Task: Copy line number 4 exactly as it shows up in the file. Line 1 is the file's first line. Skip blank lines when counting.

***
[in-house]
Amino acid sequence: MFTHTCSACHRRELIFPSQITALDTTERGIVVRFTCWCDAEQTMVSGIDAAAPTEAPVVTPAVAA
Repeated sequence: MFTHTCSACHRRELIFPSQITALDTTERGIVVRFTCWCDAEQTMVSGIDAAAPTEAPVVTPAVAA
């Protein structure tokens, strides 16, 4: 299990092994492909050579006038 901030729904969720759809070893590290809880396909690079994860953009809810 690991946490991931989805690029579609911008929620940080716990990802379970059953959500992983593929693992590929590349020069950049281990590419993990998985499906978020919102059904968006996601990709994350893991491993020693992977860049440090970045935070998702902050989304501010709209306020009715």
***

């Protein structure tokens, strides 16, 4: 299990092994492909050579006038 901030729904969720759809070893590290809880396909690079994860953009809810 690991946490991931989805690029579609911008929620940080716990990802379970059953959500992983593929693992590929590349020069950049281990590419993990998985499906978020919102059904968006996601990709994350893991491993020693992977860049440090970045935070998702902050989304501010709209306020009715």